(TMU) — Cannabis industry shares are soaring after a key U.S. congressional committee overwhelmingly approved a bill that would comprehensively end the federal prohibition of cannabis, clearing the way for a full floor vote in the Democratic-controlled House of Representatives.
On Wednesday, the House Judiciary Committee passed HR 3884—the Marijuana Opportunity, Reinvestment, and Expungement (MORE) Act by a 24-10 vote.
As a result, Reuters reports that marijuana companies including Canopy Growth, Aurora Cannabis, Aphria Inc., and Tilray Inc. have climbed in value by anywhere between 8% and 15%.
Garrett Nelson, a senior equity analyst at CFRA Research, told the news agency:
“We think federal legalization would be a big positive for investor sentiment surrounding cannabis equities, which have been battered by oversupply and a steep price decline for the underlying commodity since becoming legal in Canada.”
The MORE Act was introduced by Chairman Jerrold Nadler (D-NY) and enjoys over 50 co-sponsors. If approved, the landmark bill, would see the removal of cannabis from the Controlled Substances Act, ending prohibition on a national level and enable states to move forward with their own policies regulating the commerce and consumption of the plant.
The removal of cannabis from the Controlled Substances Act as a Schedule I narcotic would mean that the plant would no longer be defined by the Drug Enforcement Administration (DEA) as a drug “with no currently accepted medical use and a high potential for abuse” in league with LSD and heroin.
States would also be incentivized to expunge the criminal records of low-level cannabis offenders, removing a barrier that bars access to voting, employment, professional licenses, housing, and even the ability to adopt a child. Federal marijuana conviction and arrest records would also be expunged.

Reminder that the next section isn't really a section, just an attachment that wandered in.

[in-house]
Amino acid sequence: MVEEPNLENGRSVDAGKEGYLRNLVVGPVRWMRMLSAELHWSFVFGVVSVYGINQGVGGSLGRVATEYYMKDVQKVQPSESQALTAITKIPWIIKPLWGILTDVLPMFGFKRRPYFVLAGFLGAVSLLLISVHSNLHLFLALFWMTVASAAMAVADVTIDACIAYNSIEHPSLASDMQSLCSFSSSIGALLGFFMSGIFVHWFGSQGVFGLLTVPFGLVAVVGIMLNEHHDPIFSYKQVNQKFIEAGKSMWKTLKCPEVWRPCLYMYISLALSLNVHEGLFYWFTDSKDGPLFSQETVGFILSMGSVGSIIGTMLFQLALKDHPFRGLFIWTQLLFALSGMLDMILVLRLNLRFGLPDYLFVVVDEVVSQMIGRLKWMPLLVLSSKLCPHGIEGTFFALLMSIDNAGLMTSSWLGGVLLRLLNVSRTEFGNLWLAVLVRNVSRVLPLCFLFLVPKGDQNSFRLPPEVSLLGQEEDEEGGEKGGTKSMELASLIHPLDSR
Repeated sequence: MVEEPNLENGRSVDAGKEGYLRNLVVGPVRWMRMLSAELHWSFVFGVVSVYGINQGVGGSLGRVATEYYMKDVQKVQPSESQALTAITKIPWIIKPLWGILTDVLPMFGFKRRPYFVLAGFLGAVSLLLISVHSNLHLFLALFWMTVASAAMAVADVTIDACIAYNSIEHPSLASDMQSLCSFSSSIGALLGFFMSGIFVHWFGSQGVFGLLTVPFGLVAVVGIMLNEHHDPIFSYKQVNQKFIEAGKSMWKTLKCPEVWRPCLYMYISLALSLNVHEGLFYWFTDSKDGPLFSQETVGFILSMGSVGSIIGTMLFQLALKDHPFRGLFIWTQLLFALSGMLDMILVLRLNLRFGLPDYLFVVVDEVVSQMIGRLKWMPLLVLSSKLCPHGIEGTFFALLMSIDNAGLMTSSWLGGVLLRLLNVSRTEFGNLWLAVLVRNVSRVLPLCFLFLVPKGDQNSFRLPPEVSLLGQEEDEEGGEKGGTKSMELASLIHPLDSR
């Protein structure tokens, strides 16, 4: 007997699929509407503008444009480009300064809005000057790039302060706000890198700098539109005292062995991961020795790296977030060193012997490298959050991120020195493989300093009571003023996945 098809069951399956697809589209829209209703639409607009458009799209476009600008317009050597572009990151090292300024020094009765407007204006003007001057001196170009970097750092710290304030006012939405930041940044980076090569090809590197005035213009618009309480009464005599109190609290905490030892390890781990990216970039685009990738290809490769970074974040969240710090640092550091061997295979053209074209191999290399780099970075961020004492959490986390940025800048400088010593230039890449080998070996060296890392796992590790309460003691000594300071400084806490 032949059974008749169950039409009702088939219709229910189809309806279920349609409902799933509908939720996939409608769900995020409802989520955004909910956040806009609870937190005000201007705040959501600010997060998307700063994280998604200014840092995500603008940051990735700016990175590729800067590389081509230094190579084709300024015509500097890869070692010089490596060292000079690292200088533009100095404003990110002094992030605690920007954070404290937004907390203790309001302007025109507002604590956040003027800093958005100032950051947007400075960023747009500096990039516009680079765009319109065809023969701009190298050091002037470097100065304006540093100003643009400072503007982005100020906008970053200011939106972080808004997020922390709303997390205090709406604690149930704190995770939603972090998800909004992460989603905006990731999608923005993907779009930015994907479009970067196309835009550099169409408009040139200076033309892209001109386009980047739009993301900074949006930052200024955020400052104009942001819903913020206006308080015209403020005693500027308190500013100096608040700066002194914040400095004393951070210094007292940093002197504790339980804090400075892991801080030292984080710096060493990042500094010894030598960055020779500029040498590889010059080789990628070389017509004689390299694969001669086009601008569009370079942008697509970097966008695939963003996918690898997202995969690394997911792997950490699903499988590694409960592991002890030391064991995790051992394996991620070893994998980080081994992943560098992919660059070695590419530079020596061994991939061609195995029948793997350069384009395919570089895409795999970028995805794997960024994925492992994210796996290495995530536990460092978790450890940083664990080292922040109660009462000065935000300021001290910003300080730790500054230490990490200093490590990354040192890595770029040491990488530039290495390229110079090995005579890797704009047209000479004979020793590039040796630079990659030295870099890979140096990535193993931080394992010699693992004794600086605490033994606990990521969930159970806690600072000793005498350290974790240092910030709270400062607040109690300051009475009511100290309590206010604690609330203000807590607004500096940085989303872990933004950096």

The bill will also authorize a 5 percent federal sales tax on cannabis products manufactured in the U.S. or imported.
Despite the continued prohibition of marijuana on a federal level, 33 states and the District of Columbia have legalized it for medical purposes while 11 states have legalized cannabis for recreational use.
The subject of decriminalization and legalization on a federal level also remains a hot topic in U.S. politics, including as a subject of heated debate during the fifth Democratic presidential debate on Wednesday.
Analysts are wary about the future of the bill, as are some sponsors of the bill. Alan Brochstein, a managing partner at New Cannabis Ventures, told Reuters:
“It’s such an early step in a long process that there are no near-term implications for cannabis stocks. The Senate isn’t likely to approve it, even if the House were to do so.”
Jason Wilson, an analyst at cannabis stock-tracker ETFMG Alternative Harvest ETF, told Market Watch:
“The vote was mostly symbolic and is just the first step toward full legalization.
But legalization will come eventually and there’s still a lot of money on sidelines looking to get into the space.”